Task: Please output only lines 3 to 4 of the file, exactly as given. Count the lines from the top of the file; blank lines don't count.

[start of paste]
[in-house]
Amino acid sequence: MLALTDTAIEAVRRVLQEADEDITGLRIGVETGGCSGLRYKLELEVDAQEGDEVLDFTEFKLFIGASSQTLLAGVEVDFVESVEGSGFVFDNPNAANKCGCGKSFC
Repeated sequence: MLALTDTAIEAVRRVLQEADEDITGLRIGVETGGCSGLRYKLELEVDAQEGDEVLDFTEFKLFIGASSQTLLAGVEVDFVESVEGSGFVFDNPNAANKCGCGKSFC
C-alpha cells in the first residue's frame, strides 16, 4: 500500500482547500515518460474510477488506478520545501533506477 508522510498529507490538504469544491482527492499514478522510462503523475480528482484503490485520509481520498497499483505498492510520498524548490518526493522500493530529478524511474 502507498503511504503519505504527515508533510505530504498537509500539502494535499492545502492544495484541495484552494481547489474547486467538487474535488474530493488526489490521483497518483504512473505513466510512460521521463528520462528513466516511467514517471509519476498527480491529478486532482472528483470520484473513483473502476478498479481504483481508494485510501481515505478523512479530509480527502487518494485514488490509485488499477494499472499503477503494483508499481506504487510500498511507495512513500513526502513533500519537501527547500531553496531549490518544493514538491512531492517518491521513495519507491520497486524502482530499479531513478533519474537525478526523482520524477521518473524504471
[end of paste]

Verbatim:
Repeated sequence: MLALTDTAIEAVRRVLQEADEDITGLRIGVETGGCSGLRYKLELEVDAQEGDEVLDFTEFKLFIGASSQTLLAGVEVDFVESVEGSGFVFDNPNAANKCGCGKSFC
C-alpha cells in the first residue's frame, strides 16, 4: 500500500482547500515518460474510477488506478520545501533506477 508522510498529507490538504469544491482527492499514478522510462503523475480528482484503490485520509481520498497499483505498492510520498524548490518526493522500493530529478524511474 502507498503511504503519505504527515508533510505530504498537509500539502494535499492545502492544495484541495484552494481547489474547486467538487474535488474530493488526489490521483497518483504512473505513466510512460521521463528520462528513466516511467514517471509519476498527480491529478486532482472528483470520484473513483473502476478498479481504483481508494485510501481515505478523512479530509480527502487518494485514488490509485488499477494499472499503477503494483508499481506504487510500498511507495512513500513526502513533500519537501527547500531553496531549490518544493514538491512531492517518491521513495519507491520497486524502482530499479531513478533519474537525478526523482520524477521518473524504471